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Transforming a Home into a Students’ Accommodation: What You Should Know

The UK, particularly its popular cities like London, attracts local and international students who wish to take advantage of its world-class education system.

Before the pandemic, nearly 500,000 students from around the globe enrolled in its universities and colleges. Meanwhile, over 340,000 outside of the European Union packed their bags to study here.

This number provides an attractive income opportunity for properties located near schools and urban areas. They can actually convert them into a house in multiple occupation (HMO).

What Is HMO?

Broadly speaking, HMO refers to properties with at least three tenants who don’t belong to the same household. In some areas of the country, however, the definition may be more specific.

For example, it may imply a house that shelters three people who belong to at least two different households. Let’s say a single person occupies one room while two people, such as a couple, stay in another.

Also known as a house-share arrangement, the residents, now tenants, share communal spaces. These can include bathrooms, lounges or living areas, hallways, dining, kitchen, and yard.

HMO, for many landlords, can be a lucrative business, particularly if they are planning to market to students:

  • They can expect a stable rental income for many years. Students are likely to live in the area for at least two or more years, depending on their program.
  • Landlords cannot charge high rent to students. In 2020, the average amount students spend on accommodation is around £550 a month. In cities like London, it can be a bit more at over £630. On the other hand, letting the house to a single household or person may be worth more than £750 monthly. However, landlords may still end up earning more because of the volume of tenants.
  • The cost of marketing is low because of high demand and long-term stay. They can also approach estate agents specializing in HMOs if they need more support in promoting their property.

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How to Convert a House into an HMO

To enjoy the benefits, though, a potential landlord needs to know what it takes to convert their space into an HMO:

1. HMO Licence

The rules for licensing can vary among cities or towns. The best way to know the qualifications and the requirements is to talk to the local council.

However, as a general rule, one may have to obtain a license if it is a large HMO. This means that the house has a minimum of five tenants accounting for two or more households, sharing many communal spaces. Further, at least one of these residents pays their rent out of pocket or via sponsorships (such as their school).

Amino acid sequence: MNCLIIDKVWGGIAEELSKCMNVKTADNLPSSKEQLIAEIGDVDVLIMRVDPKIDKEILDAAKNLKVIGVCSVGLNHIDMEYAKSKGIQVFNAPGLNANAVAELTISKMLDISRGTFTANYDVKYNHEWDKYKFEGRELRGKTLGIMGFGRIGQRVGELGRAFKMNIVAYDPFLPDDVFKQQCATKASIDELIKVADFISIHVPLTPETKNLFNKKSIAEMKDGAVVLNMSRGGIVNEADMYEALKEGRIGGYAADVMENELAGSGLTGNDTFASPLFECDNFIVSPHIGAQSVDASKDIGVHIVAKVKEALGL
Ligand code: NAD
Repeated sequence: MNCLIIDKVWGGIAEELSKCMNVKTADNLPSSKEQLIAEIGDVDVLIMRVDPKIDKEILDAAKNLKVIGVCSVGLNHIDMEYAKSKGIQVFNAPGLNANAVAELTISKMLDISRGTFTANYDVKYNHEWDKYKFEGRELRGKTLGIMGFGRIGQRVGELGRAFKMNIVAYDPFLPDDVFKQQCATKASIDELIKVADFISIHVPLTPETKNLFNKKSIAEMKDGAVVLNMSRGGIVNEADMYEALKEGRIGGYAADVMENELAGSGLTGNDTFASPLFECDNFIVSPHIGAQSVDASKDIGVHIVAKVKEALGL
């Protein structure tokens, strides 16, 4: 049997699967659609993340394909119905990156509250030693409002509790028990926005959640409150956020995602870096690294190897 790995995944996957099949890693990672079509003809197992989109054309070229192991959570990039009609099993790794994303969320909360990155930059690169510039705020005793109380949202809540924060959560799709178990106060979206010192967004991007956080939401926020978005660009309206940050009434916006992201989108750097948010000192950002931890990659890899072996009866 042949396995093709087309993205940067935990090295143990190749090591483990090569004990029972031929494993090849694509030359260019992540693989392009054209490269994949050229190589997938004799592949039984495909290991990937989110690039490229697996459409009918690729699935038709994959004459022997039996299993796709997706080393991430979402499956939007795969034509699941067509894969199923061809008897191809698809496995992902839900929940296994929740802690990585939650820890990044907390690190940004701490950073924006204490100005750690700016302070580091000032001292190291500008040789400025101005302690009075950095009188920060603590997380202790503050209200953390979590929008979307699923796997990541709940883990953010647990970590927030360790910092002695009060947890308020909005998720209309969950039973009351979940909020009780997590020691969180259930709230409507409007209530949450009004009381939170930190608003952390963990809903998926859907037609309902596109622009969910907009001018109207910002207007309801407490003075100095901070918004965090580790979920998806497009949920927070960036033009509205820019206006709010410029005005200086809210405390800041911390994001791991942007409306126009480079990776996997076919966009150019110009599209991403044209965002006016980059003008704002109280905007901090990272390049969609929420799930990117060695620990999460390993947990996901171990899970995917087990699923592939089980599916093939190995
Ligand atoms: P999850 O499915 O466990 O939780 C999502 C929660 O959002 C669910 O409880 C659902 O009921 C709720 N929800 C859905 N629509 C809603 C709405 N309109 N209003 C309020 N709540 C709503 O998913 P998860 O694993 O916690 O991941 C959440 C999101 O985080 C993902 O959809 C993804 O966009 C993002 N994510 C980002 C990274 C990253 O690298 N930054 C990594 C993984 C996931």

Landlords need to note that the licenses may identify the maximum number of people to live in the space. If they want to accommodate more, they may need to apply for another one and even argue their position to the council. Often, councils refer to certain guidelines, one of which is the minimum room sizes.

2. Minimum Room Sizes

Before 2018, following the minimum room sizes for HMOs was optional. The suggested sizes of the spaces also varied depending on the council. That is until three years before.

In 2015, the Clark vs. Manchester City case helped change the rules on minimum room sizes after one of the HMO landlords disputed the decision of the council to reject his license application that would have allowed him to accommodate six instead of only five people.

Under the new guidelines, an HMO needs to meet the minimum standard room sizes to get approved for a license. In general, the minimum area for a room that can sleep someone over 10 years old is at least 4.64 square meters.

If any of the rooms is less than 4.64 square meters, the HMO landlord needs to notify the local housing authority immediately. However, it cannot be used or converted into a sleeping accommodation unless the property owner can expand the size. The biggest room measures at least 10.22 square meters, but this one can sleep only two people.

3. Suitable for Human Habitation

The basic guideline in converting a house into an HMO is simple: make sure that it’s habitable. There’s enough space for everyone to move around, sleep well, and enjoy their privacy. To ensure this, HMO landlords need to follow the provisions of the Homes (Fitness for Human Habitation) Act 2018.

Based on the amendments, landlords should guarantee habitable conditions from the beginning to the end of the tenancy agreement. Tenants, meanwhile, will have greater power when it comes to making these property owners accountable for this. This includes having the ability to sue on the grounds of poor maintenance.

Before a property owner can enjoy the rewards of the conversion, they need to be aware of the laws and guidelines in HMO.

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